Fox, J.S. 1983. Relationships of diseases and parasites to the distribution and abundance of bobcats in New York. Ph.D. Dissertation, SUNY-ESF, Syracuse, 94 pp.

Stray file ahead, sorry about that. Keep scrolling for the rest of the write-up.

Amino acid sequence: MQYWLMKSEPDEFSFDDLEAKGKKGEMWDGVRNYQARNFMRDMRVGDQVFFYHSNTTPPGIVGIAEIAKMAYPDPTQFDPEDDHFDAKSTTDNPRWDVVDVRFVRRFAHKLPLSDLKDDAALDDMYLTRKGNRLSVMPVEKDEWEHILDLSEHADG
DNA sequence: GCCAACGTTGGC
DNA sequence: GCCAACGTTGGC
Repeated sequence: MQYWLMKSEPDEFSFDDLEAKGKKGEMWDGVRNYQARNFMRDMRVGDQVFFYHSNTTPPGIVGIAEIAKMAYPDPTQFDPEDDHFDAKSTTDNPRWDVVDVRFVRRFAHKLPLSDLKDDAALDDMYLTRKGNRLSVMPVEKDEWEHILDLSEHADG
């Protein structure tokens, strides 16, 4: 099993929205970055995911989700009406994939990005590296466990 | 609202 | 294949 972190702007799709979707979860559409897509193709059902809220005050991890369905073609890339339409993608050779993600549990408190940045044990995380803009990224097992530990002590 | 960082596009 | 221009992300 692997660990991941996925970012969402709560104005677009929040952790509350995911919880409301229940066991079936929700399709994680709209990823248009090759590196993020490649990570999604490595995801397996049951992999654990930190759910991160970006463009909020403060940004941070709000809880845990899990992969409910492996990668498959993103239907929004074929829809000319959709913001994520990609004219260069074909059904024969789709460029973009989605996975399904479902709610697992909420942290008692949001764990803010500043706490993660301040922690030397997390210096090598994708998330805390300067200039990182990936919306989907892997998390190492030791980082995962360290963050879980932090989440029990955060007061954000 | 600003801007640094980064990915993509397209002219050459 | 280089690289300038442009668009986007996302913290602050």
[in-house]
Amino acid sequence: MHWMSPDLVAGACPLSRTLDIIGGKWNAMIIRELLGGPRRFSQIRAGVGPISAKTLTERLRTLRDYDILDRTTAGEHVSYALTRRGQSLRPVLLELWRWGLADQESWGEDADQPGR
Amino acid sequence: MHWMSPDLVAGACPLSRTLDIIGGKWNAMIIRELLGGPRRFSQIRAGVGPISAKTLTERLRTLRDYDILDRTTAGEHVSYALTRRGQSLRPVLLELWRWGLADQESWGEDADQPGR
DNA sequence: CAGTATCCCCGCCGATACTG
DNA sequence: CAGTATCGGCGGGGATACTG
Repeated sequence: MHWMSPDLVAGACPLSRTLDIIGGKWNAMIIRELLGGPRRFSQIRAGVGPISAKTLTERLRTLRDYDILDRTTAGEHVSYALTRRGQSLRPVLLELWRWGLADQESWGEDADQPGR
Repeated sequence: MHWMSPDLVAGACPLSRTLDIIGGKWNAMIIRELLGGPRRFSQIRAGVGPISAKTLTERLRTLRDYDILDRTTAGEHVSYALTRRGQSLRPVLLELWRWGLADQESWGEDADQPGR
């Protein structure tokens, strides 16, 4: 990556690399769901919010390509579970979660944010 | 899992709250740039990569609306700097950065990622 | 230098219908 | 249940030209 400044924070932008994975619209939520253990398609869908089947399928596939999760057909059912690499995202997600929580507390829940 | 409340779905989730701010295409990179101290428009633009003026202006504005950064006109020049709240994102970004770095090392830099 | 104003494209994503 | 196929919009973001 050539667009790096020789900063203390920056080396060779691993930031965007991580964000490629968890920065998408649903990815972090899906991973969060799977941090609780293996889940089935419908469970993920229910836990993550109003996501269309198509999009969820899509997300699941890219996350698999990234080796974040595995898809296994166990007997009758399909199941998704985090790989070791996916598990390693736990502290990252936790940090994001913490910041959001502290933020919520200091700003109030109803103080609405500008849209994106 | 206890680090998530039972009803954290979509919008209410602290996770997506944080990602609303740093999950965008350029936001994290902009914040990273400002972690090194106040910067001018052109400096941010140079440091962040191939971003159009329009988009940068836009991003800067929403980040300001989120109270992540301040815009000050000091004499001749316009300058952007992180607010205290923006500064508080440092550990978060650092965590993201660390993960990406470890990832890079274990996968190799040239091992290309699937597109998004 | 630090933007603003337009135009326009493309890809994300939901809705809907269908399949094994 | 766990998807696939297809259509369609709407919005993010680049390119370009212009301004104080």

Abstract: The diseases and parasites of bobcats, Lynx rufus, (Felis rufus), were investigated to determine their relationships to the distribution and abundance of bobcats in New York State in 1976-80. Antibodies for three viral diseases were detected in the serum. Statewide, 48 of 232 (21%) bobcats had feline panleukopenia antibodies, 36 of 224 (16%) had feline calicivirus antibodies, 112 of 224 (50%) had feline viral rhinotracheitis antibodies. Adult bobcats from the Catskills had a higher prevalence of feline panleukopenia antibodies than all other age classes in the Catskill or Adirondack regions of New York. In the Catskills, 28 0 37 (76%) adults had feline panleukopenia antibodies while in the Adirondacks only 5 of 58 (9%) adults had antibodies. Feline calicivirus and feline viral rhinotracheitis antibody prevalences showed no regional differences. Rural, unvaccinated domestic cats from both the Adirondacks and Catskills had higher antibody prevalences than bobcats for the same three viruses. The physical condition of Adirondack bobcats declined from early to late winter while the physical condition of Catskill bobcats remained the same. there were no relationships among antibody prevalences, antibody titers, physical condition indexes or helminth burdens. Parasites were recovered from 215 of 218 (99%) intact bobcat carcasses. Helminths recovered included 10 nematodes, 5 cestodes, 2 trematodes and 1 acanthocephalan. The average infection was 3 helminth species with a mean burden of 38 worms per bobcat. three nematode species were more prevalent in the Catskills while 2 tapeworm species were more common in the Adirondacks. Toxocara mystax worm burdens were higher in juveniles and yearlings than in adults. Toxoplasma gondii antibodies were present in 51 of 220 (23%) bobcat serums and in 24 of 44 (66%) domestic cat serums. Low parasite burdens minimized the impact of parasites on the bobcat population. Feline panleukopenia is probably an important cause of natural mortality and may influence bobcat abundance in New York.